Storage up front is good, with a huge bin under the front-centre armrest and decent door bins with bottle holders. There’s also a set of cupholders ahead of the shifter and a shelf for your phone.
The CX-30’s shine starts to fade a bit in the back, as second-row accommodation is merely adequate. At 6’1 it was pretty tight behind my driving position, and any of my taller colleagues would be even worse off.
Kids and smaller teenagers should be fine though, and there’s ISOFIX mounts on the outboard positions as well as top-tether points across all three rear seats.
There’s a good amount of amenities, including rear air vents (still fairly rare in the segment at this price point), a fold-down centre armrest with cupholders, and a map pocket behind the front passenger seat.
Further, there’s bottle holders in the rear doors. Unlike the Mazda 3, however, the door trims are hard up top in the rear.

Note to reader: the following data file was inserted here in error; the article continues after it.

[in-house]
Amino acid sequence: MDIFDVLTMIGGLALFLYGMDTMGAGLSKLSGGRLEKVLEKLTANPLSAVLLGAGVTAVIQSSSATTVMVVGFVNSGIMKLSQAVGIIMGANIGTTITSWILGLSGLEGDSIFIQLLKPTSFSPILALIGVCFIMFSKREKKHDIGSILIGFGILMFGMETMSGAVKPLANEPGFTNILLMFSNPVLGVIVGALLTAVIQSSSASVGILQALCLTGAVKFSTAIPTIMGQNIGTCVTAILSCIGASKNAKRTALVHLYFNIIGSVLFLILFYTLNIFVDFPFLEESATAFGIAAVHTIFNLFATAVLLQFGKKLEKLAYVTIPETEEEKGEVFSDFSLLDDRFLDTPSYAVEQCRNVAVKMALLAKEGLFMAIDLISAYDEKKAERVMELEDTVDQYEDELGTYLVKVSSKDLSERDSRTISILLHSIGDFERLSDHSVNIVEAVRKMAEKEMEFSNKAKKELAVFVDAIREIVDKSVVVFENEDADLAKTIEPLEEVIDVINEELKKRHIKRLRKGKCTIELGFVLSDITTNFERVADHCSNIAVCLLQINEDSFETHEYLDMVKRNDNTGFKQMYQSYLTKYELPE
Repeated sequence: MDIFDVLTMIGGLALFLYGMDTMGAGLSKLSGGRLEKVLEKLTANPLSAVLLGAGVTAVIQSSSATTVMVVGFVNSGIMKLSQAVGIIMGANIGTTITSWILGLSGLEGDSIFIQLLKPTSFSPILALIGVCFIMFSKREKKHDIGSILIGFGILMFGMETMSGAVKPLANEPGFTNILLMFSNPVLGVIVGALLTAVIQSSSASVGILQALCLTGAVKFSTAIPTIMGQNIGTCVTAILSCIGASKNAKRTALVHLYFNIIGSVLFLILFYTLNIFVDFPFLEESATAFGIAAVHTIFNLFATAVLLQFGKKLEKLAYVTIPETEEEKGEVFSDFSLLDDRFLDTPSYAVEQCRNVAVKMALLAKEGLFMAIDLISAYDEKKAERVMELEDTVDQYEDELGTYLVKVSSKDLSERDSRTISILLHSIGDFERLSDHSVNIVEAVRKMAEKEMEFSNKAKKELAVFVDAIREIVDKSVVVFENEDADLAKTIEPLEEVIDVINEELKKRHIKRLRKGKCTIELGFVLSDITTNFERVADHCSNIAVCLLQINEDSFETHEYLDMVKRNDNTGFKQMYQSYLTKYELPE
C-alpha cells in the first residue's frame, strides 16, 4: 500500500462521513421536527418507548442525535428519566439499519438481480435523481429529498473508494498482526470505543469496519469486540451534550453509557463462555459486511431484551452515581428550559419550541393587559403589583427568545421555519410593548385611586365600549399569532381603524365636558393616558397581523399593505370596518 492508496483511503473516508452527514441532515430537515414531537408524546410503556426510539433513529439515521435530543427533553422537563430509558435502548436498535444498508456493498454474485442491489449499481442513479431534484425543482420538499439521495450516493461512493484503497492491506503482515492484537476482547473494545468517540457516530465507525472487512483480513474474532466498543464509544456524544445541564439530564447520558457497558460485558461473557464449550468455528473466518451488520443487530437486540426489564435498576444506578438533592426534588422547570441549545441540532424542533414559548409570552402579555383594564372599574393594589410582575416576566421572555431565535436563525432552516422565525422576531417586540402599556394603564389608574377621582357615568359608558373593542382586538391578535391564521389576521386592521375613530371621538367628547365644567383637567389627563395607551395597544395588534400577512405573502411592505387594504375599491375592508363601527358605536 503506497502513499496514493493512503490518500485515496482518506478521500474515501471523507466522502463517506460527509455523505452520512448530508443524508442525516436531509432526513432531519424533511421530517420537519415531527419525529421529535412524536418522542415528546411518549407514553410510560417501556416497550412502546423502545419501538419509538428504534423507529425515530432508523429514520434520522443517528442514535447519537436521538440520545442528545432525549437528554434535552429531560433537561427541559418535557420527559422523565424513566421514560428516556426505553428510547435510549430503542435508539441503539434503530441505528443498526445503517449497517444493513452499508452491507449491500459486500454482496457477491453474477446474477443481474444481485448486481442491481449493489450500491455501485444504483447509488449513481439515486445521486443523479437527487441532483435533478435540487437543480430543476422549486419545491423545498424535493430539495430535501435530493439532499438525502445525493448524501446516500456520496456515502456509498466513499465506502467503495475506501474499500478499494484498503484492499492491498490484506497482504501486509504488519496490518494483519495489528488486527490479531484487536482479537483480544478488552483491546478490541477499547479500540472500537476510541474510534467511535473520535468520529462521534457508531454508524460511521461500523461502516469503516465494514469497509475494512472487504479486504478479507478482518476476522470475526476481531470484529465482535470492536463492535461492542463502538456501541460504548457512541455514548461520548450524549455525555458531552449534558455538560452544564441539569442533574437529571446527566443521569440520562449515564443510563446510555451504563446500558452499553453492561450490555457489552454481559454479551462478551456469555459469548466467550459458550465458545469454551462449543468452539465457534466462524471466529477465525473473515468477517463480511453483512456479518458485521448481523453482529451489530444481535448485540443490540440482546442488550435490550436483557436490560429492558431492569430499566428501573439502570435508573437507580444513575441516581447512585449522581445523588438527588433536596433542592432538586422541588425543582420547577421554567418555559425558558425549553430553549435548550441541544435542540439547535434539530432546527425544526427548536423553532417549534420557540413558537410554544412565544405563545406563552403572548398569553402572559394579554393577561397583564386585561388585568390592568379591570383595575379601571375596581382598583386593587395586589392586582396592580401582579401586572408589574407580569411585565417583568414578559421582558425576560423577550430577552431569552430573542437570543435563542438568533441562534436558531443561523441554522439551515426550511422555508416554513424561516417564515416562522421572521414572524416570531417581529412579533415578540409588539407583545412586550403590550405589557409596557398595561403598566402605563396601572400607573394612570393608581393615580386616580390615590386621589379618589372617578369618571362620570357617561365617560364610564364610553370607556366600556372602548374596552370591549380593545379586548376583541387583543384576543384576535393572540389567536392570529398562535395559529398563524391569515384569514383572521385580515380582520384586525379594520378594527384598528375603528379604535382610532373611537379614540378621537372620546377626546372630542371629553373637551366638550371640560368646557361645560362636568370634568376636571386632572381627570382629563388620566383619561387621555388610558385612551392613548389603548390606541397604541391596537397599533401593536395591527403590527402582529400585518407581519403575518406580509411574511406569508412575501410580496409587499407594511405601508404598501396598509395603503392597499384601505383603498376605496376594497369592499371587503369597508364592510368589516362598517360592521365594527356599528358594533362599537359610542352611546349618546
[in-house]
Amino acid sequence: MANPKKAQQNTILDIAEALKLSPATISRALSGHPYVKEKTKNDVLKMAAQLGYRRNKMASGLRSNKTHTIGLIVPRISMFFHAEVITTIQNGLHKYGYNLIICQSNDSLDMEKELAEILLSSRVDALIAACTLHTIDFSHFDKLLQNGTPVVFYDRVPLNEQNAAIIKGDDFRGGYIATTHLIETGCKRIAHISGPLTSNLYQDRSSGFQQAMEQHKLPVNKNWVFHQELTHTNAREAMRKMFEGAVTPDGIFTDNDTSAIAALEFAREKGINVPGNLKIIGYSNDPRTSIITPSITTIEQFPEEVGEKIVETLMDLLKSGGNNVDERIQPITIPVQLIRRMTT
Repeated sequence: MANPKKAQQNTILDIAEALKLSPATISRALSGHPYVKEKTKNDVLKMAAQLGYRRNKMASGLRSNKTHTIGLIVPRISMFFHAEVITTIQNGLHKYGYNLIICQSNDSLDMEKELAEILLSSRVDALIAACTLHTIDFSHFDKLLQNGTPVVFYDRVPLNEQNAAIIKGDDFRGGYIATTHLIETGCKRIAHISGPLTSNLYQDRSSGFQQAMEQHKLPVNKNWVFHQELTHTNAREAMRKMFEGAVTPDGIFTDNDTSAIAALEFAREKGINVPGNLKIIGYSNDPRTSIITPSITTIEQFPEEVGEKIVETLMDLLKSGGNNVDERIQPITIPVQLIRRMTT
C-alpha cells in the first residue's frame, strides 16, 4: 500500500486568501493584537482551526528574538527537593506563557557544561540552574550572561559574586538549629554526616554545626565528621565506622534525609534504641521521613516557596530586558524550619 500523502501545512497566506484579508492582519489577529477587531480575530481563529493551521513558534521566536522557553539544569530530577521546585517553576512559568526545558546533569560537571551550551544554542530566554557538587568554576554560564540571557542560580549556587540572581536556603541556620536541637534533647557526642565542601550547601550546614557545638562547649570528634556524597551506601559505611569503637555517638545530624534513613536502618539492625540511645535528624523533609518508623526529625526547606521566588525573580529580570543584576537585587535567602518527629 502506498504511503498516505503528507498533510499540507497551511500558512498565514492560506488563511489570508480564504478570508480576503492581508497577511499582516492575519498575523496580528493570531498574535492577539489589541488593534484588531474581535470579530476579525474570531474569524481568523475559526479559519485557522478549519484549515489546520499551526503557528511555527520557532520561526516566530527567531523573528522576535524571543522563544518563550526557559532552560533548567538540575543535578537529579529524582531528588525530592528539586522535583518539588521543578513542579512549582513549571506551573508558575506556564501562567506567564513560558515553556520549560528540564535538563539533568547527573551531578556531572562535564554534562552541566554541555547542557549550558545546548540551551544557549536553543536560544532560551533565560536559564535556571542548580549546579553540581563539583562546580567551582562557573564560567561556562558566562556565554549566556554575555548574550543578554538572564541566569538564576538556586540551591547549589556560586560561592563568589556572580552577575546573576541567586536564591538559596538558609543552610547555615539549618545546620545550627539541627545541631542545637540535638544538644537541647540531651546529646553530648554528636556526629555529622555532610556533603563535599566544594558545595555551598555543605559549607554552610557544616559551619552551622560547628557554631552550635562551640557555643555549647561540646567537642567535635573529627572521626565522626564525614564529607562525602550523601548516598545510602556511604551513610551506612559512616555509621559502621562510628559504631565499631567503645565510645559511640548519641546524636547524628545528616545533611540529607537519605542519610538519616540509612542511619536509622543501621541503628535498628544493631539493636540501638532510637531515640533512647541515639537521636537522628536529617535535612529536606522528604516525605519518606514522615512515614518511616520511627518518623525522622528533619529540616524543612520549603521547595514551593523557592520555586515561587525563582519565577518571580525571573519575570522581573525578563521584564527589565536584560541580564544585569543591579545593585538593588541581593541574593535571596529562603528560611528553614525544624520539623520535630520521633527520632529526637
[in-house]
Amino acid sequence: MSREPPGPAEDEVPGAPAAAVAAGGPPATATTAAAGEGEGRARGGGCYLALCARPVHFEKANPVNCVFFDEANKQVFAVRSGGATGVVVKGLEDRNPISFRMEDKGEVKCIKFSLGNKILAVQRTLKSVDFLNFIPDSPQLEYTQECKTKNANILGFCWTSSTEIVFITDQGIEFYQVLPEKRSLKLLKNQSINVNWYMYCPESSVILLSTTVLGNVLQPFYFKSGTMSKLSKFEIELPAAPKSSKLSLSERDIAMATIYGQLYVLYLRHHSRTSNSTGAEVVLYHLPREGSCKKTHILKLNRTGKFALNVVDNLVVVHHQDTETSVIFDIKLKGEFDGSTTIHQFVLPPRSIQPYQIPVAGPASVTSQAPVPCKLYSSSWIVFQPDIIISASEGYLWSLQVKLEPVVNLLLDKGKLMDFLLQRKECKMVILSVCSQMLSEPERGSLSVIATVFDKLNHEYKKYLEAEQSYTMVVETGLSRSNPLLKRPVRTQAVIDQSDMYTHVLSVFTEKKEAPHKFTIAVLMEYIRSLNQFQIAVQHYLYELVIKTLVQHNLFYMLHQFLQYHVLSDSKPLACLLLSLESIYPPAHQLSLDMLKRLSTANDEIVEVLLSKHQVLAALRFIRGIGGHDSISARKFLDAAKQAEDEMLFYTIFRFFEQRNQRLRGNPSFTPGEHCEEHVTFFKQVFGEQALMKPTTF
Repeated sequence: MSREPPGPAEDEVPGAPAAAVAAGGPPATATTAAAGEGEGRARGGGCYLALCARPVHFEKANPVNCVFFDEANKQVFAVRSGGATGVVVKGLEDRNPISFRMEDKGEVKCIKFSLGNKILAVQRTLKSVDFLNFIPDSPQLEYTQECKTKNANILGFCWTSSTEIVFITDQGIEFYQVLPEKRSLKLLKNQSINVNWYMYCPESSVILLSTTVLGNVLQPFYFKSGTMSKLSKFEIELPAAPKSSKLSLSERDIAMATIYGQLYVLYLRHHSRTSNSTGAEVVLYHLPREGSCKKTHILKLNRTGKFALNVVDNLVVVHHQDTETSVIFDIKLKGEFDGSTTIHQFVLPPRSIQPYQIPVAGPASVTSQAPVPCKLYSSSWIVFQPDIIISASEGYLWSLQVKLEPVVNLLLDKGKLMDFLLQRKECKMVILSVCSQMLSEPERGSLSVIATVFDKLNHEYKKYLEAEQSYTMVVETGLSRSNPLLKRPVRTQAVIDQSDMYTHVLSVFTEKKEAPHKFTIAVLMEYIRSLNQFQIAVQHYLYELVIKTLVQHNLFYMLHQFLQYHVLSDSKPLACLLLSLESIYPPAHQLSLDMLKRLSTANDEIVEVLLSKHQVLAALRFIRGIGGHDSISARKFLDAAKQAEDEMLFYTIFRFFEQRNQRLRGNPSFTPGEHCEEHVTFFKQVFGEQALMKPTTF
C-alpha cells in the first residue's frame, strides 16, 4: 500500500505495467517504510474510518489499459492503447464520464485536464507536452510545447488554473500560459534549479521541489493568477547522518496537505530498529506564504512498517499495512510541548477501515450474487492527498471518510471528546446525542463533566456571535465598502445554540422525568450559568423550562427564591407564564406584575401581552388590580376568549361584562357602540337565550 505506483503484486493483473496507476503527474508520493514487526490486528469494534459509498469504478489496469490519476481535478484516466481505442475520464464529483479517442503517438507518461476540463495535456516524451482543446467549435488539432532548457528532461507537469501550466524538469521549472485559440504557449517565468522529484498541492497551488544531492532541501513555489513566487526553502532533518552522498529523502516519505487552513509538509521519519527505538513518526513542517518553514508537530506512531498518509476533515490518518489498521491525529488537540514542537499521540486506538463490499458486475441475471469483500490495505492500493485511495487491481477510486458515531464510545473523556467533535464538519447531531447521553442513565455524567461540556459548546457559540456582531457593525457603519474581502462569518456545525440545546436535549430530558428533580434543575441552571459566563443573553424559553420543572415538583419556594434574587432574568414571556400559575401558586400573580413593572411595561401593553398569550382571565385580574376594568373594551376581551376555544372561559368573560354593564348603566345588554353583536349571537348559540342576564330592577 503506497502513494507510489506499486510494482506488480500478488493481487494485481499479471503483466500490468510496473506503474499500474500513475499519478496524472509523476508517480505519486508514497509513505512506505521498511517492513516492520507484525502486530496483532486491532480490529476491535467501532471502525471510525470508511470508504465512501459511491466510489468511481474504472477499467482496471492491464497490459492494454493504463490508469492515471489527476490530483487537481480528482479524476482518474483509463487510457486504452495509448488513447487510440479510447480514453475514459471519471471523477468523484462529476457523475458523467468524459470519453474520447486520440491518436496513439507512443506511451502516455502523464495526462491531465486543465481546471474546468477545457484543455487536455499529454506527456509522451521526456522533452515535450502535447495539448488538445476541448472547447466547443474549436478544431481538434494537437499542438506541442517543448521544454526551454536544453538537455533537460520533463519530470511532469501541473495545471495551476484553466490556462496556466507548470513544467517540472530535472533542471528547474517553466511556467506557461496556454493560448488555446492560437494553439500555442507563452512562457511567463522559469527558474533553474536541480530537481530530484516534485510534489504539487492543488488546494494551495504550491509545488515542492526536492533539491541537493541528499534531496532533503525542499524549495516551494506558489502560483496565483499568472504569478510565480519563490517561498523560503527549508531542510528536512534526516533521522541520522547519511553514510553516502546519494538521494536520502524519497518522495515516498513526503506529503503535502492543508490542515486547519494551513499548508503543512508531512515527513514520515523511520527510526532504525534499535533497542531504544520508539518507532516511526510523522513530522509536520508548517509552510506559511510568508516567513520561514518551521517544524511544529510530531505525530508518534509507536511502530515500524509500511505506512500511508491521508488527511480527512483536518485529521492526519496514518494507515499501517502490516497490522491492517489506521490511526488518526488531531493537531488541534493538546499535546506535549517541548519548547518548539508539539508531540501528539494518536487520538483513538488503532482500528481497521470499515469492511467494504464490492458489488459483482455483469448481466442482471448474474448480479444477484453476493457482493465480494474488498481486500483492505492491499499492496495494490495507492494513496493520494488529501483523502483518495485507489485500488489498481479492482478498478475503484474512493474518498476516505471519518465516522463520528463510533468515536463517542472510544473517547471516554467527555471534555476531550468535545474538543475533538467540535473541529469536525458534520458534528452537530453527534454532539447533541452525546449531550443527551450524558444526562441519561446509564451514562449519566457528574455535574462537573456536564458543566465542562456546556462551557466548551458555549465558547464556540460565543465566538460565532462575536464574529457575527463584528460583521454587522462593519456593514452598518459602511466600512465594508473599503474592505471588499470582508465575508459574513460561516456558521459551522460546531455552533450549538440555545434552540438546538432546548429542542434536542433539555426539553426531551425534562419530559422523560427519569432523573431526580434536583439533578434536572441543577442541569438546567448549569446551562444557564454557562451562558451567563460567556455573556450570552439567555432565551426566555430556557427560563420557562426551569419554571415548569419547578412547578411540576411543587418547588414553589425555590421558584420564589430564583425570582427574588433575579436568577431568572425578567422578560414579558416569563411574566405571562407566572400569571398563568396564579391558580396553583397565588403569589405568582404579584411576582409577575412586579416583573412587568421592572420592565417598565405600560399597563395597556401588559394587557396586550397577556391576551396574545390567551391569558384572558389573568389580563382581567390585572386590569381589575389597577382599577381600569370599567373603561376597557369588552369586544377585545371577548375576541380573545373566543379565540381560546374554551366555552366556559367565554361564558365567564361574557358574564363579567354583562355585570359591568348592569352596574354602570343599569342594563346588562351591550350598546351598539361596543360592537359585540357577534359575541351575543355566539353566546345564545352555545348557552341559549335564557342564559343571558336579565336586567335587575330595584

While the CX-30 offers more boot capacity than both the CX-3 and Mazda 3 hatch, it’s still at the lower end of the small SUV class.
Quoting 317L in five-seat configuration, the Mazda is well behind the likes of the Kia Seltos (433L-468L), Nissan Qashqai (430L) and Skoda Kamiq (400L).
For what it is, though, the boot is nice and square, and when you fold the second row there’s an almost flat load area. A pram with shopping should fit.
Like most vehicles in the class, the Mazda CX-30 features a space-saver spare under the boot floor.
CX-30 models dubbed ‘G20’ run a 2.0-litre naturally-aspirated four-cylinder petrol engine driving the front wheels.
The base Pure offers a standard six-speed manual, with the six-speed auto a $1000 option. All other models score the auto as standard.
Outputs are rated at 114kW (6000rpm) and 200Nm (4000rpm). A 0-100 time of 10.2 seconds is quoted.
In terms of fuel use, Mazda claims a combined figure of a fairly miserly 6.5L/100km. The CX-30’s 51-litre tank runs happily on 91RON fuel, and idle stop/start technology is standard.
There’s been no changes to the CX-30’s running gear since I reviewed the G20 Evolve in 2020, however I am more appreciative of the Mazda’s talents after spending more time behind the wheel.